Giulinis Mahler recordings are few but notable. The earliest is of the First Symphony, made in 1971 with the Chicago Symphony Orchestra a performance that seems to radiate from within, full of delicate colours and telling details as well as a strong sense of architecture. Giulini conducted the Ninth Symphony for the first time at Florence in November 1971 before performing it on a number of occasions in Chicago, where he made his famous Deutsche Grammophon recording of the work in 1976.
A host of accomplished conductors including Daniel Harding, Daniele Gatti, Bernard Haitink and Eliahu Inbal lead the Royal Concertgebouw Orchestra in these performances of Mahler's Symphonies Nos. 1-10. Recorded in Amsterdam over two seasons in 2010/11, the collection also includes 'Das Lied von der Erde'.
You will probably be as incredulous as I was to learn that the greatest cycle of Mahler symphonies comes not from any of the usual suspects - Abbado, Bernstein, Chially, Haitink, Kubelik, Rattle, Sinopoli, Solti, Tennstedt - but from the unsung Gary Bertini, who spent the better part of his career as music director of the Cologne Radio Symphony Orchestra. Unlike any of those more publicized sets, each of which includes a misfire or two, Bertini is consistently successful from first to last; his performance of each of these works can stand comparison with the very best available.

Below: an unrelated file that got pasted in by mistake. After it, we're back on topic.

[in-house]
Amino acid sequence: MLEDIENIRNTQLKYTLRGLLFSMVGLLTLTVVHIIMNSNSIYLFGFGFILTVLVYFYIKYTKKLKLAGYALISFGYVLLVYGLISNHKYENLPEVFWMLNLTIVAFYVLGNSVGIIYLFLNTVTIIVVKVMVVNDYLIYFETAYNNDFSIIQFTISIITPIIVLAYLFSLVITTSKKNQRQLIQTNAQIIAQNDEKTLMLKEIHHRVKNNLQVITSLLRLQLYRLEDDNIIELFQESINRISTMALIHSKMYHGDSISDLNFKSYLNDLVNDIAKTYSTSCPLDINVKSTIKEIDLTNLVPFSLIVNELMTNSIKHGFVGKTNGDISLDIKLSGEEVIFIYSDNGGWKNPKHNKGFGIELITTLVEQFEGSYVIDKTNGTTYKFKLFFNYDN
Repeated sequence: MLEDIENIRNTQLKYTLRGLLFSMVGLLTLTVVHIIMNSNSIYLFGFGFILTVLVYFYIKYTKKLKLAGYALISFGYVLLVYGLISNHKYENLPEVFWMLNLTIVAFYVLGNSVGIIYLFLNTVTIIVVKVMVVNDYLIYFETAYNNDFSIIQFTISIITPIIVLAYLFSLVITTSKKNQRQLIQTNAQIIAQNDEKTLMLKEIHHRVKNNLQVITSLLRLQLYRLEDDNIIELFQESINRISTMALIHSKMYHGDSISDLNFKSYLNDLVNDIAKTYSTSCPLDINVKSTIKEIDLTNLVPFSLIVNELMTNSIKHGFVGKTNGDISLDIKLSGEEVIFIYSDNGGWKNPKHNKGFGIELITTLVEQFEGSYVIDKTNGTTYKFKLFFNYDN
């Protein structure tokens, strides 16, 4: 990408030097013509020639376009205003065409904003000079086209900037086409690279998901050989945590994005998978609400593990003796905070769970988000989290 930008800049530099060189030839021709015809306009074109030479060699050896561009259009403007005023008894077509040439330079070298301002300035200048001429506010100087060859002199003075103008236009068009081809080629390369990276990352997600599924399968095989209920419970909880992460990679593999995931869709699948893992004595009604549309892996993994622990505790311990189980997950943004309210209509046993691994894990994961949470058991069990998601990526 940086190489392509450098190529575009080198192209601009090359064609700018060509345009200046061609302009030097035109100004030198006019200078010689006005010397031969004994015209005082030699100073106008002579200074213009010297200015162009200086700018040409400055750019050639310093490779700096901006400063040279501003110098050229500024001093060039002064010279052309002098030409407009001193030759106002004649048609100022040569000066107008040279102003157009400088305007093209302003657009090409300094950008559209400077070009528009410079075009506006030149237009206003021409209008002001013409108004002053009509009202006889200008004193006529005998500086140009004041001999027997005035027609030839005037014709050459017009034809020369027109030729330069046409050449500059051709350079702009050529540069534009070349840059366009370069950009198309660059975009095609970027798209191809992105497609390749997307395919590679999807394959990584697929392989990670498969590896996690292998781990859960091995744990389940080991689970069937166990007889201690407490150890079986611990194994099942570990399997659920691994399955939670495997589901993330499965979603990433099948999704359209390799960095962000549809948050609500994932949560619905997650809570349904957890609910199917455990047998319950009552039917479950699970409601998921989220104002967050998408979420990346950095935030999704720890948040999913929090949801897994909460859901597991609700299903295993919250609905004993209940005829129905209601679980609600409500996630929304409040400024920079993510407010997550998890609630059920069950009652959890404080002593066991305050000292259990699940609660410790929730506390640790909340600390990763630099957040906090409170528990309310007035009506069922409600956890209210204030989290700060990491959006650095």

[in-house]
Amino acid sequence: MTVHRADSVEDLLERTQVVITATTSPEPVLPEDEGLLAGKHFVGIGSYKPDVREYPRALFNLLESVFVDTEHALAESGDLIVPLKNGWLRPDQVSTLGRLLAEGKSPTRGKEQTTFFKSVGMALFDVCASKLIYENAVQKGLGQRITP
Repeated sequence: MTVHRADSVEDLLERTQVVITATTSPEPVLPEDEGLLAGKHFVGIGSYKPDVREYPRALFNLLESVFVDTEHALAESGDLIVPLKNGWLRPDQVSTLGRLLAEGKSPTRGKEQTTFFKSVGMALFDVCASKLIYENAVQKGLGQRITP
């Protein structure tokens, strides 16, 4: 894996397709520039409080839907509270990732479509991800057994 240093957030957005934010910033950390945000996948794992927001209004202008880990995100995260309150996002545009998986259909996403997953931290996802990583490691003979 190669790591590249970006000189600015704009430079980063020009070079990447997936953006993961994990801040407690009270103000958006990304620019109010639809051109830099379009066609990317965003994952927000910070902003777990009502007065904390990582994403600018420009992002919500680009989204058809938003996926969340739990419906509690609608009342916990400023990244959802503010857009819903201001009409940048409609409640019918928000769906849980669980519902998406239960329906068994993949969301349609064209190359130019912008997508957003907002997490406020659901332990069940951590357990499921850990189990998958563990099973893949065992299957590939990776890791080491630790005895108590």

"Bernstein stamps his outsize personality on every bar and regularly has you convinced it is Mahler's own" (Gramophone). Filmed on tour at Berlin's Philharmonie, this account of the valedictory Ninth Symphony is an intense interpretation, expressing Bernstein's conviction that modern man had at last caught up with the message encoded in Mahler's last completed work. Having made his famous 1966 studio recording of "Das Lied vin der Erde" in Vienna, Bernstein re-recorded this in Israel with the same searing subjectivity. René Kollo draws on the voice of a great Wagner tenor, while Christa Ludwig, the greatest exponent of the contralto songs at the time, is unbearably poignant in the final movement's fusion of elation and sadness.